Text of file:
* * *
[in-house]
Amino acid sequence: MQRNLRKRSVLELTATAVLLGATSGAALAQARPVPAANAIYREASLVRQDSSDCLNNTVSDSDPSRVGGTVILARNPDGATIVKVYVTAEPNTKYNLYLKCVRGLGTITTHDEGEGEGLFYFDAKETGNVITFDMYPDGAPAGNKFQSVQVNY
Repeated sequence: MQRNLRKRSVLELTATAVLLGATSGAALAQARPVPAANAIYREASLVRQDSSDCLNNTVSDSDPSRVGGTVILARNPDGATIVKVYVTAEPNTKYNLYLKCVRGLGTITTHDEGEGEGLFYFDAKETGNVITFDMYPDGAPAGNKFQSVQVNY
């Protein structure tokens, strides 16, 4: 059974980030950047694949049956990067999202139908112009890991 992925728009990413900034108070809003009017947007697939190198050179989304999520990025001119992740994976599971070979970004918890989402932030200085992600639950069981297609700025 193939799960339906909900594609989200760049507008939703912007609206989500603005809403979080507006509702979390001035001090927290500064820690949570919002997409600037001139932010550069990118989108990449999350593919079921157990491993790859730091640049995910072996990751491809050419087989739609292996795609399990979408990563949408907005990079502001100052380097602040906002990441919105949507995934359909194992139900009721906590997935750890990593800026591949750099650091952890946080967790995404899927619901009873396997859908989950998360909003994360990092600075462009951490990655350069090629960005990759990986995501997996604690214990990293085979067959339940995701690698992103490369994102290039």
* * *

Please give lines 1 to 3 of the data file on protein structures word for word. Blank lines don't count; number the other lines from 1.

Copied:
[in-house]
Amino acid sequence: MQRNLRKRSVLELTATAVLLGATSGAALAQARPVPAANAIYREASLVRQDSSDCLNNTVSDSDPSRVGGTVILARNPDGATIVKVYVTAEPNTKYNLYLKCVRGLGTITTHDEGEGEGLFYFDAKETGNVITFDMYPDGAPAGNKFQSVQVNY
Repeated sequence: MQRNLRKRSVLELTATAVLLGATSGAALAQARPVPAANAIYREASLVRQDSSDCLNNTVSDSDPSRVGGTVILARNPDGATIVKVYVTAEPNTKYNLYLKCVRGLGTITTHDEGEGEGLFYFDAKETGNVITFDMYPDGAPAGNKFQSVQVNY